After the chamber works of Poulenc, Suk and Vaughan Williams, the Nash Ensemble now turn their attention to one of France's most quintessential musical figures of the 19th century; Camille Saint-Saëns. Born in 1835, Saint-Saëns contributed an enormous amount of works to every genre of the musical arena and his influence throughout the country was unquestioned. Apart from his compositions, he also found time to teach, write plays and poetry and above all, to practice the dangerous critic's art. By the time he died in 1921, he was a legend both at home and abroad. After his death, though, he suffered a strong and steady decline as changing musical styles and fashions stifled most of the romantics.
The main works of this double album are the Piano Quintet and the Piano Quartet composed in 1855 and 1875 respectively. The Quintet is overflowing with a youthful joie de vivre, which inspires confidence, optimism and a large dose of good humour. The Quartet is a cyclic composition full of fine music ranging from the eloquent to the virtuosic. Its dynamic span is also very expansive, incorporating a wide spectrum of colour, rhythm and in places, a skilful contrapuntal mastery.
The rare Septet, Op. 65 is scored for the unusual combination of trumpet, two violins, viola, cello, double bass and piano. Saint-Saëns later confessed that he was rather hard pressed to write this work against his better judgment, but this Septet turned out to be one of his great successes, the main reason being the sonorous quality of its timbre and the many perky tunes featured in each of its four movements.
Other unique curiosities are the 3 Sonatas that the composer wrote for each of the main woodwind instruments; oboe, bassoon and clarinet, although those for cor anglais and flute never saw the light of day. Full of haunting melodies, these miniature gems are superb examples of Saint-Saëns great genius, which remained undiminished even at the age of 86. In each sonata, the versatility and distinctive timbre are marvelously displayed, and in all three, the piano is deftly integrated.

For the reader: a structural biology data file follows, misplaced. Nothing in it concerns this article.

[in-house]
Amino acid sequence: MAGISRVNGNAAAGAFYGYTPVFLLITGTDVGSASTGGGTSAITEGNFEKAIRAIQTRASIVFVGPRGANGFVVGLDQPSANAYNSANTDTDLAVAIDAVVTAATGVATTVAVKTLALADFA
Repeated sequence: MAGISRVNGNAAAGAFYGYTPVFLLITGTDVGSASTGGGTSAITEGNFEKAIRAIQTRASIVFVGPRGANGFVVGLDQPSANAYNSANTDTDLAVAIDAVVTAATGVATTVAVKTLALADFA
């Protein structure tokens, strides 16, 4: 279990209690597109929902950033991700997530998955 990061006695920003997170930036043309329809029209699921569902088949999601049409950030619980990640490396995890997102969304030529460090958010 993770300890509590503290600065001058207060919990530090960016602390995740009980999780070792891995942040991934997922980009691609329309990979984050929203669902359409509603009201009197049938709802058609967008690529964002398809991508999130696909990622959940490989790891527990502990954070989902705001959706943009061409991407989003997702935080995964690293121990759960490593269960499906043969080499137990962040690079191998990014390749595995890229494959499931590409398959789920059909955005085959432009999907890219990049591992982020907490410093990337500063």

The Tarantelle Op. 6 and Caprice on Danish and Russian airs, Op. 79 complete this outstanding issue. The former is an early work, composed in 1857, which by 1873 had acquired enough popularity that it was played not only in Europe but in New York as well. It is distinguished by energetic and playful exchanges between flute and clarinet, with a soft caressing middle section in dialogue and unison. The Caprice, composed in 1887, exploits the varied sections alternating with slow, expressive and improvisational melodies played both in solo and ensemble combinations.
The Nash Ensemble have built a reputation as one of Chamber Music's finest groups, and this set is without doubt, one of their most exemplary and satisfying achievements. The performances they deliver are full of sparkling wit and charming gracefulness, and the insight of their music making is both a revelation and a joy. Another Hyperion hit, enhanced by the excellent visual art work and scholarly notes by Sabina Teller Ratner.
Copyright © 2005, Gerald Fenech